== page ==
Skip to main content

EcoValve technology achieves first European sales

THE-ecov.jpg

EcoValve technology achieves first European sales

Friday 30 October 2015

 

Eco-Valve – the University’s ‘next-generation aerosol’ technology has achieved its first major commercial breakthrough in Europe.

Interest has been growing in the technology which allows the use of compressed gas as a propellant in place of the more environmentally-damaging propane and butane.

Brand owners, including some large global players have made enquiries with the technology’s commercial arm the Salford Valve Company (Salvalco) which is currently testing in Europe, Asia and South America.

And crucially, the first product has been launched by Italian aerosol manufacturer BM, which is using the valve for its TamTam, Splendida and Fresh Aroma household aerosol brands that are sold across the country.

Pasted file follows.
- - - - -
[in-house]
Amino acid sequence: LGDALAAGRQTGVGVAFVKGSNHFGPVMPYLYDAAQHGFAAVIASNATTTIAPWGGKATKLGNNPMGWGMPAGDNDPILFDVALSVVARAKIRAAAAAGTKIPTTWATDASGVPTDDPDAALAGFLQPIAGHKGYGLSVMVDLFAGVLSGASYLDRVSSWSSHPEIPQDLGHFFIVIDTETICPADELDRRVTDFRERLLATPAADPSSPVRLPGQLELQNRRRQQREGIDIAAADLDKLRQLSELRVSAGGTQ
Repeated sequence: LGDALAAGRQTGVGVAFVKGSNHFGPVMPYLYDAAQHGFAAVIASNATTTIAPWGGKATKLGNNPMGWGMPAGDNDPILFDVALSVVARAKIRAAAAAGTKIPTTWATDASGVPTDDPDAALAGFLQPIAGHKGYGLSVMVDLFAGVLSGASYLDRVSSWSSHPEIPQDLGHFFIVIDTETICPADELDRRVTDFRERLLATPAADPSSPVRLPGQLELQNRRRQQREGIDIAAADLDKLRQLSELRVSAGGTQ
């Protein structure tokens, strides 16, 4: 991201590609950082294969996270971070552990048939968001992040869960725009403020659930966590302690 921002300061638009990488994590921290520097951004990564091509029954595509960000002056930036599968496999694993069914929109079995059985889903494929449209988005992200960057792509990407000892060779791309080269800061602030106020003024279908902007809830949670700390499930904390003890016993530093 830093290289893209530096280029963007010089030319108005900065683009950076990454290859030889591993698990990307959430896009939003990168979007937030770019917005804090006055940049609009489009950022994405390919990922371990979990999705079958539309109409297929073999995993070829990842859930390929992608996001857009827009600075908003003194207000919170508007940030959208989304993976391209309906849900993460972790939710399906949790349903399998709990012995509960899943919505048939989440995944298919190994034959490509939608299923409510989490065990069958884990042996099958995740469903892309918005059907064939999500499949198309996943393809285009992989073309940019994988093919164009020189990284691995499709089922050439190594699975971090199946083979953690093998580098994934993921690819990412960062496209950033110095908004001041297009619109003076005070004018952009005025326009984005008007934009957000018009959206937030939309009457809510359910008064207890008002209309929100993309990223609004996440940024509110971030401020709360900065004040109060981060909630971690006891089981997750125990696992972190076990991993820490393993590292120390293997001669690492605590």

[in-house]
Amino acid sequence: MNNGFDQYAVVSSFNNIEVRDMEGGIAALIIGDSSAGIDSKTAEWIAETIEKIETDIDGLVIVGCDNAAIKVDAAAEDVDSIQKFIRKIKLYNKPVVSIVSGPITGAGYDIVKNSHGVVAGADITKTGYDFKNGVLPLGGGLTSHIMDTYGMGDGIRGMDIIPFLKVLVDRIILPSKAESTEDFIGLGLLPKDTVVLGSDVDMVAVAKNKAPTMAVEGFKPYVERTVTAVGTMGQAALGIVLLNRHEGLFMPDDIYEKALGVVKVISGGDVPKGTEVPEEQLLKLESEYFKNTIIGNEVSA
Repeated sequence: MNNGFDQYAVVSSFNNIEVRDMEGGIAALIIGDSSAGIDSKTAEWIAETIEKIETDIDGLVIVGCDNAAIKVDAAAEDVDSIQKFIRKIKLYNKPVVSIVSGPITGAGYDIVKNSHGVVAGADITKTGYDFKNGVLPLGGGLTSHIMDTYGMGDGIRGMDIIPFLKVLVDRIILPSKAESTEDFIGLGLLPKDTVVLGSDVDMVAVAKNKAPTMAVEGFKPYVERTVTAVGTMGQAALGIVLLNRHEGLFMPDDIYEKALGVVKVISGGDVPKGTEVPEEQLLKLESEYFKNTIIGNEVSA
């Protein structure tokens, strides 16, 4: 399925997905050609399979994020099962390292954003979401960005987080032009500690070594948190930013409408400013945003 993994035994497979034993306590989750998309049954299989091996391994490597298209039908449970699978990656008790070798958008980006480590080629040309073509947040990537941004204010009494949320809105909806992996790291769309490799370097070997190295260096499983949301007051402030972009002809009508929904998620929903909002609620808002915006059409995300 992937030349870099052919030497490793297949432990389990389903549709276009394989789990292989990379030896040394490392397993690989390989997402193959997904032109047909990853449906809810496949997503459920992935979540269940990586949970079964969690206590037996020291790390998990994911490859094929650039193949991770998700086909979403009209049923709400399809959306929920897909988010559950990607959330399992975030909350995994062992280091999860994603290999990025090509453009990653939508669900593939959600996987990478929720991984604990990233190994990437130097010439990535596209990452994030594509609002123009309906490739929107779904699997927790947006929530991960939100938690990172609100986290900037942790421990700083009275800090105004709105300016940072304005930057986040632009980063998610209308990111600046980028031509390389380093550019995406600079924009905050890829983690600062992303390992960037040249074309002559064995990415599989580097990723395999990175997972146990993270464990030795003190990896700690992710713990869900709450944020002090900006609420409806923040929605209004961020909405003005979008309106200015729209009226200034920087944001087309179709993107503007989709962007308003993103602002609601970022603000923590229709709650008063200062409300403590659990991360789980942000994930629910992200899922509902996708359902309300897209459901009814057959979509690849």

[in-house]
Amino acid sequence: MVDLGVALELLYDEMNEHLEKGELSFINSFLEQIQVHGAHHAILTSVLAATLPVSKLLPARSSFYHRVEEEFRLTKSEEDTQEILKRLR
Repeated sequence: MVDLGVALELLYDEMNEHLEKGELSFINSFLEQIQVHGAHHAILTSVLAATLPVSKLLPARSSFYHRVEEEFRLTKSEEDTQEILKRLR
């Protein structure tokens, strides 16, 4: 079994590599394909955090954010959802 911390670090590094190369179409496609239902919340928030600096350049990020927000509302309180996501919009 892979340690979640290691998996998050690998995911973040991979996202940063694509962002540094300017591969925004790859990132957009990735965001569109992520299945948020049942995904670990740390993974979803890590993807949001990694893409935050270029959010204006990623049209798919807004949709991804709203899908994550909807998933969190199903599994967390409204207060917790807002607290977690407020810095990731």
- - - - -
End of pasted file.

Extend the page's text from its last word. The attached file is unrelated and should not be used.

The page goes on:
Top performance

According to Massimo Macchini, BM’s managing director, trial batches of the product have “sold well and have performed successfully”, adding “We are now looking at introducing Eco-Valve for more of our lines.”

The company cites a long-term goal to phase out high volumes of hydrocarbon propellants (LPGs) from its supply chain and claims EcoValve offers “the first clean, non LPG system we’ve seen, which does not compromise performance.”

Having secured production of the valve through a company in Taiwan, Salvalvco says the company now has access to “hundreds of millions of units.”

The invention of EcoValve by Professor Ghasem Nasr and his team in the School of Computing, Science and Engineering a Times Higher Award in 2014 for Outstanding Contribution to Innovation and Technology.

Spray Research Group

A former industrialist at Tata Steel, Professor Nasr began thinking about a commercial application for his work on sprays and atomisation in the nineties and began work on a valve from 2004 to specifically replace LPGs.

“The problem with LPG is that it uses up to 700 times more energy than compressed gas but attempts to replace them had impacted on product performance.”

Patents on the technology were gained from 2008 for application with aerosol products including air fresheners, hairsprays, polish, insecticides and more. 

 

For more information, contact Malcolm Purdie, Head of Commercial Services at the University of Salford 0161 295 2811 m.purdie@salford.ac.uk